We all know viscerally that the quality of Oakland’s streets and other infrastructure is subpar; again, the product of longterm disinvestment. This is exactly the kind of infrastructure where, if you’re going to do anything more than tread water, you need a lot of money up front via borrowing. Everyone is also aware of a level of inefficiency in Oakland city government specifically; this needs change, but again, is not a reason to continue to starve the city – which is to say, ourselves – of desperately needed work.
Details of spending: $350 million, the largest part, is to be used for streets, sidewalks, bike lanes, etc. There is no specific allocation between improvements for drivers, bicyclists, and pedestrians; this flexibility makes sense. $150 million for facilities, of which half is to police and fire stations, the remainder to libraries, parks, water, etc. $100m for affordable housing, focusing on immediate displacement prevention, whether by newly constructing, renovating, or otherwise preserving affordable projects. 
The $100m for affordable housing will likely go even farther than it sounds, because the larger pool of money raised by the county measure A1 often requires a local (city) match, which this could help provide. Unfortunately, there is no mention in KK specifically of supportive housing for the homeless – “affordable” typically means for people with low to middle incomes, and may require more rent than is reasonable to get homeless people properly housed. This contrasts with A1 which does make some supportive housing. But there is probably still flexibility in the language for the city to interpret “affordable” in that way if it so chooses.  

This is the largest of the property tax increases on the Oakland ballot: at a maximum of $79 per $100,000 assessed value, which would be reached within several years, our median homeowner would see an increase of around $400 per year. This seems worth it to me as it is part of the needed investment to actually make living in Oakland worthwhile. (Think of how much wear and tear cars sustain from our level of potholes, for example; or the amount of money people will be able to save by making bicycling more of a safe commuting option.)

One bit of misinformation I wanted to combat is that the official opposition argument says that the funding buckets are meaningless as after 10 years the council can reallocate unused funds elsewhere. I’m surprised the supporters didn’t get a judge to change this language on the ballot, because it’s quite clearly wrong: the legislative text says that no more than 10% of any funding pool may be reallocated to another funding pool, and not to non-designated purposes. So for example, of the $350m for streets, no more than $35m could actually end up going to facilities or housing. This is eminently reasonable, just flexibility at the margin as needs and available projects may change for one reason or another.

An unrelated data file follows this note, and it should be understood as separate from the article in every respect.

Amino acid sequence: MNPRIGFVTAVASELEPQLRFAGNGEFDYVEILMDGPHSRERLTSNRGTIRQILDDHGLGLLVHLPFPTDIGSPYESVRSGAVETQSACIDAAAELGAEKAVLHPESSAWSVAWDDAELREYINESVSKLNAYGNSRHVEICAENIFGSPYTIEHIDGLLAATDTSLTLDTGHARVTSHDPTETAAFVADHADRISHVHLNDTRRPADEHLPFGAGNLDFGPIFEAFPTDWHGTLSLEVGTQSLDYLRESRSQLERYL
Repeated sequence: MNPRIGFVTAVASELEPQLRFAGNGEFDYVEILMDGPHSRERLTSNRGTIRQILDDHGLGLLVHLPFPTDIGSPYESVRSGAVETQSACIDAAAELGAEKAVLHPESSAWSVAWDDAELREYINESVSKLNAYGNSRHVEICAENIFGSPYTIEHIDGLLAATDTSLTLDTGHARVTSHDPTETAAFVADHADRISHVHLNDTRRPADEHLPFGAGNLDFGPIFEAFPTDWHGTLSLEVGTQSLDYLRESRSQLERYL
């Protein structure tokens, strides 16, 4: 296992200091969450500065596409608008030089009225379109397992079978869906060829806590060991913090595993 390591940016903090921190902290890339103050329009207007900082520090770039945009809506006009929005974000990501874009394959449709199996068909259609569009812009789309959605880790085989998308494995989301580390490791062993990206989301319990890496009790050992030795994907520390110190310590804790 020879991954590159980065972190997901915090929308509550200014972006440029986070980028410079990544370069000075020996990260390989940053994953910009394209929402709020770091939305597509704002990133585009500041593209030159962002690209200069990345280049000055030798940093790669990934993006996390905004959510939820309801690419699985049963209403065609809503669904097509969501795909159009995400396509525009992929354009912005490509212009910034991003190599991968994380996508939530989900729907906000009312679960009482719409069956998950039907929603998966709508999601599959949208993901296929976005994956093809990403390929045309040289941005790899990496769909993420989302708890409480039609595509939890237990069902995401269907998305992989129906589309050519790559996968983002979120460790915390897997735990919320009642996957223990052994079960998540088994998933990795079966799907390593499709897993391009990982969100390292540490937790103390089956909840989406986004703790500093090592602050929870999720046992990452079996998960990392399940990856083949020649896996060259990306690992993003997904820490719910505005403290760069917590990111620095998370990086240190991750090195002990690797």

Utilitarian recommendation: Yes
Anti-clutter recommendation: Yes 

Measure G1: School parcel tax (OUSD)

Measure G1 raises another $120 per parcel of land per year to further support the Oakland schools. The majority goes to an across-the-board salary increase, reflecting that despite the additional revenue currently coming in due to the economic boom, salaries are still far behind what is reasonable given local cost of living (starting at __ for new teachers). The remainder goes to middle schools in particular, both public and charter: I am not sure why they merit singling out and suspect some kind of behind-the-scenes deal.

Regardless, G1 is worth supporting. [Expenditures per student]
Again, as a parcel tax, it is mildly regressive, but it is a benefit that accrues to everyone in the community, and the district’s legal ability to raise money in more progressive ways is limited, so that is worth it. Also, it will stay a relatively stable source of revenue even if we fall into a recession in coming years. There are means to exempt low-income homeowners from the tax.

Utilitarian recommendation:
Anti-clutter recommendation: